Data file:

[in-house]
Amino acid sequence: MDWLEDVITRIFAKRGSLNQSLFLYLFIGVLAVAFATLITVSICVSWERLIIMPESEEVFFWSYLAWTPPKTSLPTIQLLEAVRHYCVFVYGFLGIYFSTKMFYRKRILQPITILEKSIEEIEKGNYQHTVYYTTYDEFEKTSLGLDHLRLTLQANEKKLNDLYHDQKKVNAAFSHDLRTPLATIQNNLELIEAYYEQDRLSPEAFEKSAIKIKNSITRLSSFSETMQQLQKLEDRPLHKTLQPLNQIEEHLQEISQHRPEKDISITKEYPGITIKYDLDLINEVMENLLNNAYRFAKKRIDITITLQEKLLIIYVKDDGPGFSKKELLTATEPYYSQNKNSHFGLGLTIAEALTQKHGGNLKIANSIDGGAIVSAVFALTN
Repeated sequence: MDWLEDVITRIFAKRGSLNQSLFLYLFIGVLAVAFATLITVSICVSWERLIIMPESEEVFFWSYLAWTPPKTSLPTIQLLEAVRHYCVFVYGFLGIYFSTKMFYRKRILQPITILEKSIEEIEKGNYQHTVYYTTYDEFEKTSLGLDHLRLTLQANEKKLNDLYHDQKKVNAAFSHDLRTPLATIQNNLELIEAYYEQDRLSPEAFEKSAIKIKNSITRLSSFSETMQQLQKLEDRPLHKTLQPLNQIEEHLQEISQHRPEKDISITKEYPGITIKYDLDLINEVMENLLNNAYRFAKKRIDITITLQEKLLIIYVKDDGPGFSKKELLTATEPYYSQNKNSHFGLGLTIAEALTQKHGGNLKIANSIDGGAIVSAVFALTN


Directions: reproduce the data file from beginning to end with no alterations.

[in-house]
Amino acid sequence: MDWLEDVITRIFAKRGSLNQSLFLYLFIGVLAVAFATLITVSICVSWERLIIMPESEEVFFWSYLAWTPPKTSLPTIQLLEAVRHYCVFVYGFLGIYFSTKMFYRKRILQPITILEKSIEEIEKGNYQHTVYYTTYDEFEKTSLGLDHLRLTLQANEKKLNDLYHDQKKVNAAFSHDLRTPLATIQNNLELIEAYYEQDRLSPEAFEKSAIKIKNSITRLSSFSETMQQLQKLEDRPLHKTLQPLNQIEEHLQEISQHRPEKDISITKEYPGITIKYDLDLINEVMENLLNNAYRFAKKRIDITITLQEKLLIIYVKDDGPGFSKKELLTATEPYYSQNKNSHFGLGLTIAEALTQKHGGNLKIANSIDGGAIVSAVFALTN
Repeated sequence: MDWLEDVITRIFAKRGSLNQSLFLYLFIGVLAVAFATLITVSICVSWERLIIMPESEEVFFWSYLAWTPPKTSLPTIQLLEAVRHYCVFVYGFLGIYFSTKMFYRKRILQPITILEKSIEEIEKGNYQHTVYYTTYDEFEKTSLGLDHLRLTLQANEKKLNDLYHDQKKVNAAFSHDLRTPLATIQNNLELIEAYYEQDRLSPEAFEKSAIKIKNSITRLSSFSETMQQLQKLEDRPLHKTLQPLNQIEEHLQEISQHRPEKDISITKEYPGITIKYDLDLINEVMENLLNNAYRFAKKRIDITITLQEKLLIIYVKDDGPGFSKKELLTATEPYYSQNKNSHFGLGLTIAEALTQKHGGNLKIANSIDGGAIVSAVFALTN